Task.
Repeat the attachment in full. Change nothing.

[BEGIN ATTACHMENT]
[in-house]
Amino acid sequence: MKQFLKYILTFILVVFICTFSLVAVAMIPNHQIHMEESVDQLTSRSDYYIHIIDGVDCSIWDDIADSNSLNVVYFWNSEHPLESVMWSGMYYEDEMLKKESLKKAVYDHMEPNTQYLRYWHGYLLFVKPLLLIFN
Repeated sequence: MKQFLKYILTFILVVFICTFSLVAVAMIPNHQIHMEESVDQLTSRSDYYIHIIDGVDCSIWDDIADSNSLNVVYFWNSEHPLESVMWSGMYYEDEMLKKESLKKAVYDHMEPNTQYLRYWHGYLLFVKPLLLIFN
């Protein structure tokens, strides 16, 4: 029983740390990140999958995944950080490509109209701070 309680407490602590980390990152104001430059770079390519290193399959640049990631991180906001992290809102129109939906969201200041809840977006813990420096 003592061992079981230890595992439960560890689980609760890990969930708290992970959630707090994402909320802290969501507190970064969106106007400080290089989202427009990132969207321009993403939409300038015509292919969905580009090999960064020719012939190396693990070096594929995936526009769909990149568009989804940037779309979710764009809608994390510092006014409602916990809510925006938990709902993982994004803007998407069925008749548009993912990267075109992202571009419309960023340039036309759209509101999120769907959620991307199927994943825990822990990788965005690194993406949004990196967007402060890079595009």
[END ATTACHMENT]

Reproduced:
[in-house]
Amino acid sequence: MKQFLKYILTFILVVFICTFSLVAVAMIPNHQIHMEESVDQLTSRSDYYIHIIDGVDCSIWDDIADSNSLNVVYFWNSEHPLESVMWSGMYYEDEMLKKESLKKAVYDHMEPNTQYLRYWHGYLLFVKPLLLIFN
Repeated sequence: MKQFLKYILTFILVVFICTFSLVAVAMIPNHQIHMEESVDQLTSRSDYYIHIIDGVDCSIWDDIADSNSLNVVYFWNSEHPLESVMWSGMYYEDEMLKKESLKKAVYDHMEPNTQYLRYWHGYLLFVKPLLLIFN
């Protein structure tokens, strides 16, 4: 029983740390990140999958995944950080490509109209701070 309680407490602590980390990152104001430059770079390519290193399959640049990631991180906001992290809102129109939906969201200041809840977006813990420096 003592061992079981230890595992439960560890689980609760890990969930708290992970959630707090994402909320802290969501507190970064969106106007400080290089989202427009990132969207321009993403939409300038015509292919969905580009090999960064020719012939190396693990070096594929995936526009769909990149568009989804940037779309979710764009809608994390510092006014409602916990809510925006938990709902993982994004803007998407069925008749548009993912990267075109992202571009419309960023340039036309759209509101999120769907959620991307199927994943825990822990990788965005690194993406949004990196967007402060890079595009």